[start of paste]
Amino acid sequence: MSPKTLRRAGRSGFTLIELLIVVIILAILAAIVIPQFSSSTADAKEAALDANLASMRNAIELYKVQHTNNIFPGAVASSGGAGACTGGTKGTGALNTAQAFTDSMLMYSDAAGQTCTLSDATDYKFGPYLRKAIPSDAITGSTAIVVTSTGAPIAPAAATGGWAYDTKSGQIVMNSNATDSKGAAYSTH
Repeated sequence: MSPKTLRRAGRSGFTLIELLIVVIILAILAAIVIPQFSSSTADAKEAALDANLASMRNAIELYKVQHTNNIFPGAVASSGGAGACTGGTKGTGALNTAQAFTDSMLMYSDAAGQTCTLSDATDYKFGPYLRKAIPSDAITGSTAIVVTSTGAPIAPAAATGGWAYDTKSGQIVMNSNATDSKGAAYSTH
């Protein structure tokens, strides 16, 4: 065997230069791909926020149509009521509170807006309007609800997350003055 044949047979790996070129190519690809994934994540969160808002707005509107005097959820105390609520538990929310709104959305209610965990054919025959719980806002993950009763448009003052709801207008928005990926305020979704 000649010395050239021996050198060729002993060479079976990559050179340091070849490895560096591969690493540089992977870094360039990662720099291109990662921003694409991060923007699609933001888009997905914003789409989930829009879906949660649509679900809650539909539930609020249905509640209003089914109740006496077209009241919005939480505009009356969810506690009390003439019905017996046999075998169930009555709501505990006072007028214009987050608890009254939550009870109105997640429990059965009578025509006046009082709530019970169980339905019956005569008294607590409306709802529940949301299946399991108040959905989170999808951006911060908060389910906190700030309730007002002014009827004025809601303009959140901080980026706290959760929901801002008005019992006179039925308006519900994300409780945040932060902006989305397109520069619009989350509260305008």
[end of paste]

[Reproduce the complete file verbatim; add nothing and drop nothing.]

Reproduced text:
Amino acid sequence: MSPKTLRRAGRSGFTLIELLIVVIILAILAAIVIPQFSSSTADAKEAALDANLASMRNAIELYKVQHTNNIFPGAVASSGGAGACTGGTKGTGALNTAQAFTDSMLMYSDAAGQTCTLSDATDYKFGPYLRKAIPSDAITGSTAIVVTSTGAPIAPAAATGGWAYDTKSGQIVMNSNATDSKGAAYSTH
Repeated sequence: MSPKTLRRAGRSGFTLIELLIVVIILAILAAIVIPQFSSSTADAKEAALDANLASMRNAIELYKVQHTNNIFPGAVASSGGAGACTGGTKGTGALNTAQAFTDSMLMYSDAAGQTCTLSDATDYKFGPYLRKAIPSDAITGSTAIVVTSTGAPIAPAAATGGWAYDTKSGQIVMNSNATDSKGAAYSTH
């Protein structure tokens, strides 16, 4: 065997230069791909926020149509009521509170807006309007609800997350003055 044949047979790996070129190519690809994934994540969160808002707005509107005097959820105390609520538990929310709104959305209610965990054919025959719980806002993950009763448009003052709801207008928005990926305020979704 000649010395050239021996050198060729002993060479079976990559050179340091070849490895560096591969690493540089992977870094360039990662720099291109990662921003694409991060923007699609933001888009997905914003789409989930829009879906949660649509679900809650539909539930609020249905509640209003089914109740006496077209009241919005939480505009009356969810506690009390003439019905017996046999075998169930009555709501505990006072007028214009987050608890009254939550009870109105997640429990059965009578025509006046009082709530019970169980339905019956005569008294607590409306709802529940949301299946399991108040959905989170999808951006911060908060389910906190700030309730007002002014009827004025809601303009959140901080980026706290959760929901801002008005019992006179039925308006519900994300409780945040932060902006989305397109520069619009989350509260305008």